I have problems with it. The public comments period runs through 2016-03-18, and a comment template is available at the link above. If you don't read many NIST drafts, note that line numbers are part of the document. While that is useful if you catch a typo, or take exception to one statement, it is less useful if you take exception to the entire thing, to the extent of labeling it FUBAR.

That is, of course, just one opinion. I could make a claim about not wanting to bias any opinions, but then I've just done that, to at least some extent. This is mostly about not even knowing where to start, regarding this specific document.

I still regard microservices as something that is not nearly as widely deployed as one might think, given the trade press hype coverage. But it might be nice if, for once, security considerations might be taken into account early in the game. Yes, that is a forlorn hope, but even long odds will come home, given enough time.

Bur, srsly.  "Microservices are built around capabilities as opposed to services..."? Wut? I am not at all convinced that we have a robust system, Linux or otherwise, based on the capabilities security model. Because

  • the capabilities security model is still a current research topic
  • implementations will contain flaws or a long time to come
  • all microservices architectures I have seen have been composed around the services (function) model

In this case, NIST seems to muddy the water through poor definitions. Particularly as it seems unlikely that wide awareness of capabilities-based security models, even as a research topic, exists at all within the wider software developer community. I've certainly seen little evidence for it, for whatever that might be worth.

Perhaps their usage of 'capabilities' was all about a possibly rapid evolution of APIs in containerized software, and not the capabilities security model. But rapid replacement of containerized software is about far more than API changes. Rather importantly, they are also about bug fixes. A percentage of which have always been exploitable, and as these are inherently remotely-accessible, would tend to have severity numbers reflecting that broad attack surface.

A lack of clarity over what, exactly, 'capabilities' might mean, in a NIST publication with 'Definition' in the title is, in and of itself, a problem.

Of course this is just anecdotal, from some random security worker. Not even remotely real evidence. So please ask around in your own organization, form your own conclusions, and comment on 800-180, if at all, as you see fit.

UUID: 92ce460e-58a6-4fd1-b3ed-d44f2d9c0183

Thursday, January 28, 2016

Microservices and Linters


Microservices are all the rage at the moment, for good reason. I am of course interested in the security aspects, and I am also on record as loving me some Python. Why, in detail, is probably something I should write up in a future post. For now, I'm just going to mention an intersection between the two.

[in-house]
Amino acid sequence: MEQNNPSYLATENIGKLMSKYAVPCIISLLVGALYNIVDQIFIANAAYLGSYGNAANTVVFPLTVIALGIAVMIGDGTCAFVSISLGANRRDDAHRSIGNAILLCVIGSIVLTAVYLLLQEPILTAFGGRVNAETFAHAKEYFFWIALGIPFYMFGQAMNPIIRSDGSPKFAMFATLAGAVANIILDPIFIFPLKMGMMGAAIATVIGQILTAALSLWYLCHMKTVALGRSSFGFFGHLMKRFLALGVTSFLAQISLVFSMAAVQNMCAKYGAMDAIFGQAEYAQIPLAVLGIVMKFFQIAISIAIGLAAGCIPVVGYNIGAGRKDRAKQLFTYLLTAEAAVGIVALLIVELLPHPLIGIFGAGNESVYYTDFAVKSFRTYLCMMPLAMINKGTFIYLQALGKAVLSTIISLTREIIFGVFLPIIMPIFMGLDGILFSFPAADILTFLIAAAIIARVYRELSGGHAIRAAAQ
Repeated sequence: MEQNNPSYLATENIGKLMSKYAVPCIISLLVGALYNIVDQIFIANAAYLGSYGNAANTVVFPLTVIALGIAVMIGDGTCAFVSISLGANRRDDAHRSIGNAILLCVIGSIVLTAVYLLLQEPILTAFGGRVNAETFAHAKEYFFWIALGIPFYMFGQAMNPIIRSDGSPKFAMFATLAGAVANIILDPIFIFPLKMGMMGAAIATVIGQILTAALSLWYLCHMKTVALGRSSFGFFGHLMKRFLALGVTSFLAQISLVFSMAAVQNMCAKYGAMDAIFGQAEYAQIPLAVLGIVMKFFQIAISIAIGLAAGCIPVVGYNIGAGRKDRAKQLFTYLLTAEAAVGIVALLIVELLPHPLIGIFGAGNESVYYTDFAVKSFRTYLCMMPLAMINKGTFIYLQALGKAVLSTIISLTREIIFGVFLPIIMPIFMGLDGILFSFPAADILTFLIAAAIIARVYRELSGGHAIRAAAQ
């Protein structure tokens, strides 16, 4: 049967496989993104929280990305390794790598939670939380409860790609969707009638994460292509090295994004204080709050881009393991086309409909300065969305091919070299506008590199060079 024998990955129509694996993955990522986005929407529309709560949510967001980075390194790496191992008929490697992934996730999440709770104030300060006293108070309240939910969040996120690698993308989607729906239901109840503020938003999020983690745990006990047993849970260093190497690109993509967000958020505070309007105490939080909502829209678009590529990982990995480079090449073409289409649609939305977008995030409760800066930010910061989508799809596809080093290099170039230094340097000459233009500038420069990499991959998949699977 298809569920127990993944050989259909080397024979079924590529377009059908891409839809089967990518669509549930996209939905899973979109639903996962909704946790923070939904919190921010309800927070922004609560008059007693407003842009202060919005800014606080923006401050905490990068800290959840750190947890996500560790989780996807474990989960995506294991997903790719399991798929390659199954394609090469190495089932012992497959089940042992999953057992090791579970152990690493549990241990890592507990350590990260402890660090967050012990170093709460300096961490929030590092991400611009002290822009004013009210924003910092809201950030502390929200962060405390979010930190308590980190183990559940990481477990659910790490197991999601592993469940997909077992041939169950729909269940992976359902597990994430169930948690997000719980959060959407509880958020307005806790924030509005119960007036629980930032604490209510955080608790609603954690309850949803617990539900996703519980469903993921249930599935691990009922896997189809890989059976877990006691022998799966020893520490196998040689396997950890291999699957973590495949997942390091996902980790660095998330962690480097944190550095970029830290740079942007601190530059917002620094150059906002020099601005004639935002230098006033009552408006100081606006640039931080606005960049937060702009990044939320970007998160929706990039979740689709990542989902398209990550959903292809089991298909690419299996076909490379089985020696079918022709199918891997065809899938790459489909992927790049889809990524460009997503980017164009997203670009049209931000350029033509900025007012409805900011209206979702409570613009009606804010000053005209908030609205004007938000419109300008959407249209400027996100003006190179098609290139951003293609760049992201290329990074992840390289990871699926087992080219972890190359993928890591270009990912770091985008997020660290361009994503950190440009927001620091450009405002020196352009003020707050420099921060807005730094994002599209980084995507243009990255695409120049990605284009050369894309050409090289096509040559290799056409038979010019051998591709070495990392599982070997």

In Chapter 9 (Security) of Building Microservices (Sam Newman, O'Reilly, 2015) we have exactly one mention of static analysis, under Baking Security In. Please don't misunderstand me – I found Building Microservices a worthwhile read. It is, however, a rather broad overview, and does have an unfortunate tendency to follow fashion. That last is probably not avoidable: the title has to sell, after all. And there is no possible way that all languages, strategies, etc., might be mentioned. So, no points off. Overall, author Sam Newman has done a nice job with this title.

That said, I still have a problem with static testing getting only one mention. Much has been written about developers needing to raise their game. It really is ridiculous that most injection attacks (SQL, LDAP, etc), for example, can exist in 2016. A lot of this is justified, but there are also some bits about QA, where that luxury still exists, that do not seem to get a lot of mention. Test-driven development can only take you so far, and an external QA group is a hugely useful defense against groupthink, deadline pressure, and other sources of problems in the delivery of reliable code.

Real developers could probably provide me with a lengthy list, and are invited to do so. You could further educate me with an ordered list – one can never have too much data.

Circling Back to Python

Back in June Andrew Collette (creator of much Python HDF5 code) wrote an excellent piece:
My Experience Using Static Analysis With Python. He was on Travis CI, and recommended both pyflakes (at minimum) and PyLint.

As it happens, we ended up using PyLint, which found about 100 legitimate issues with the code base, ranging from missing docstrings to calls to functions with the wrong number of arguments.
The takeaway is to use at least some sort of linter. Fine. That's doable, in either a full-on Continous Integration environment, or just using git hooks in a personal repo. Low marginal cost, better code. What's not to like?

Distributed Computing Is Inherently Complicated

Modern computing environments may consist of a single machine, comprised of multiple threads on multiple cores, many nodes in a cluster, or extremely parallel computing via GPU. In some cases (RDMA comes to mind), basic security mechanisms provided by Unix-like kernels are already being bypassed.

The need for reliable user-land code is never going to decrease. If even a minor improvement can be had by using something as widely known as a linter, yet that is not a universally accepted practice, then we are collectively Doing It Wrong.

UUID: d4b72b13-5dd1-46d1-913a-9dc470e0b6d7